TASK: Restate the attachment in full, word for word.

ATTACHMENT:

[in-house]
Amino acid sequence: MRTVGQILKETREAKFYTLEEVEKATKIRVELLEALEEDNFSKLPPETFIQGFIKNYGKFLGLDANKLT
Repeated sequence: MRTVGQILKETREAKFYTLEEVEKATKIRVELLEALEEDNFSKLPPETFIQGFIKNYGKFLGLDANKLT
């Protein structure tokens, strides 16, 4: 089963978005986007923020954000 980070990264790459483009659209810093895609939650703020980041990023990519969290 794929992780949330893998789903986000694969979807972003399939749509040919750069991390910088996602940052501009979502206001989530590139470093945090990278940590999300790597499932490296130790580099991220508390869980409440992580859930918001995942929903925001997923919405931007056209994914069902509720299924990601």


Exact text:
[in-house]
Amino acid sequence: MRTVGQILKETREAKFYTLEEVEKATKIRVELLEALEEDNFSKLPPETFIQGFIKNYGKFLGLDANKLT
Repeated sequence: MRTVGQILKETREAKFYTLEEVEKATKIRVELLEALEEDNFSKLPPETFIQGFIKNYGKFLGLDANKLT
């Protein structure tokens, strides 16, 4: 089963978005986007923020954000 980070990264790459483009659209810093895609939650703020980041990023990519969290 794929992780949330893998789903986000694969979807972003399939749509040919750069991390910088996602940052501009979502206001989530590139470093945090990278940590999300790597499932490296130790580099991220508390869980409440992580859930918001995942929903925001997923919405931007056209994914069902509720299924990601």